Senegal: a proud example of democracy in Africa
On Monday the 2nd of April 2012 Senegal woke up to the swearing in of the fourth post independence President in the person of 50 year old Macky Sall. A week earlier he had beaten the octogenarian and incumbent Abdoulaye Wade in a run-off in which the entire opposition threw their weight behind him in a rallying call for “anybody but Wade”. In the circumstances few expected Wade to win, but even fewer expected him to concede.
However, no sooner had the exit polls started to waft a smell of defeat for Wade than he graciously picked up the phone, dialled Sall and congratulated him in what will go down in history as a rare exercise of statesmanship in the continent and of patriots who put their country above narrow ambitions. Even as the Electoral Commission continued counting Wade declared “My dear compatriots, at the end of the second round of the vote...the current results indicate that Macky Sall has won ... It is the whole country that has just won ... this is a big moment for democracy ...”
Very remarkable concession in West Africa where post election acrimonies have run deep and left nations divided in Liberia and Nigeria or seriously bruised as in Côte d'Ivoire. Indeed, Wade stunned his opponents and the sceptical world for although the Senegalese run off was a largely peaceful affair the run up to it was hardly incident free. On the contrary it was characterised by violent protests in which buildings were torched across the capital Dakar and met by equally violent repressions from police routine use of tear gas. Six people are said to have died as a result with scores of others injured.
The unrest began prior to the first round of voting on 26th February 2012 when Wade declared his intention to run for a third term. The opposition challenged it as unconstitutional. The constitution allows for two terms only which ironically was instituted by Wade himself. For him to run for a third term would amount to subverting the very constitution he had sworn an oath to uphold. Many interpreted it as a plot by Wade to perpetuate autocracy and have his son succeed him eventually. It undermined the democratic credentials of Senegal they argued.
Some others blamed Wade for the economic woes of the country as cost of living skyrocketed and basic necessities spiralled out of reach under his watch amidst growing unemployment and frequent power cuts. Whatever the merits or demerits of the accusations they provided more than sufficient ammunition for the opposition and they found a common enemy in the 85 year old Wade against whom they united impregnably.
When he still chose to run against the odds, the indications seemed to suggest another parody of elections in the making in Africa. Democracy was at stake. Wade would not only lose, he would refuse to concede and thus engulf Senegal in a meltdown. In advance the power brokers started configuring the makeup of a power sharing deal a la Kenya and Zimbabwe.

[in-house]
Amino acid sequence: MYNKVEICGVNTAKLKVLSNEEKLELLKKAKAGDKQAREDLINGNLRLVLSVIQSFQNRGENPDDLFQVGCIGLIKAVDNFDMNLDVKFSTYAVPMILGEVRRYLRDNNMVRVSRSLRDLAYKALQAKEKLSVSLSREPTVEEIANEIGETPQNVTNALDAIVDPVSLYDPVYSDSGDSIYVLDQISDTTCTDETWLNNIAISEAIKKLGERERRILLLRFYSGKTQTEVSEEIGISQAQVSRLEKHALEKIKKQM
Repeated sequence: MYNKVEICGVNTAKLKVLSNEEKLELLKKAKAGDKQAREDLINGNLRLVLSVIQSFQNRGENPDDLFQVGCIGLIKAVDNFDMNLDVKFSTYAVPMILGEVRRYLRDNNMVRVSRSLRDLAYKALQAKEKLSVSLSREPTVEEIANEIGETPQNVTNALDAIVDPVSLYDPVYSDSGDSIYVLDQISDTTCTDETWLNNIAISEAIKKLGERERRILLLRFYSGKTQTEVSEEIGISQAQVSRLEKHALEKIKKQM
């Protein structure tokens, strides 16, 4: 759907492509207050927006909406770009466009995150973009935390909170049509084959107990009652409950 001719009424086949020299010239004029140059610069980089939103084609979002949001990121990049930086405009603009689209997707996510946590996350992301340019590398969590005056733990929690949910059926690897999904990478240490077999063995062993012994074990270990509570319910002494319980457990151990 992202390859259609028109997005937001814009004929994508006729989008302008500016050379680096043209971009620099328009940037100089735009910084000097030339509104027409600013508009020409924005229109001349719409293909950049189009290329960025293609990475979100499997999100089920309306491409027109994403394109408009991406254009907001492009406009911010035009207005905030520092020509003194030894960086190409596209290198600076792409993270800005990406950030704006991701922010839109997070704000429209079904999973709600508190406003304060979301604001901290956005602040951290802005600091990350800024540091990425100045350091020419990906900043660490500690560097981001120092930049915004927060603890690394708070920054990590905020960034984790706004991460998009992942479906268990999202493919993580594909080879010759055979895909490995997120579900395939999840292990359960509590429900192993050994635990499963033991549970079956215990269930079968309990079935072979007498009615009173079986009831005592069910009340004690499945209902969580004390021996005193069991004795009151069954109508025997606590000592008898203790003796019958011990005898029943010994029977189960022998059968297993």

However, Senegal is neither a fragile nor fledgling democracy. Since independence in 1960 the Senegalese have known only one way of changing their leaders and that has been through peaceful use of the ballot box with hardly any post election hiccups.
The country actually enjoys a pedestal record of being the only nation in West Africa never to have experienced a military putsch. It is a beacon of peace and stability in an otherwise unstable region and this election has put to sleep any remaining doubts about the maturity of democracy in the West African country.
In fact if there is anything Senegalese like to pride themselves about it is their love for democracy in all its nuances including an active role for civil society. Wade himself is no stranger to this love affair and benefited highly from civil society support at every turn of his political career, until this moment that is.
Prior to tasting the Presidency in 2000 when he first won before winning again in 2007 he had hitherto tried and failed a couple of times. He even suffered detentions for his activism against the status quo and never at the time subscribed to anything else other than the rightful exercise of democratic procedures for being in power. He might have a stubborn will but his psyche, like those of his compatriots, appears steeped in democracy.
By conceding defeat so swiftly and graciously Wade has more than submitted to the collective will of the Senegalese people. Instead he has pitched camp with them to underwrite democracy as a feasible reality in Africa. In so doing, he has almost taken the shine out of the victory of Macky Sall and for a long time he will be remembered for his honourable exit, the pre-election violence notwithstanding.
While many will now turn attention to Sall with great expectations Sall himself must be reading the writing on the wall already - that anything short of dedication to democracy and respect for the rule of law will see him go the way he came. Until then Senegal remains the proud evidence of triumph for democracy in Africa and the Senegalese people are the heroes for it. Congratulations!
By Samwin Banienuba
Int. Spokesperson for Humanitas Afrika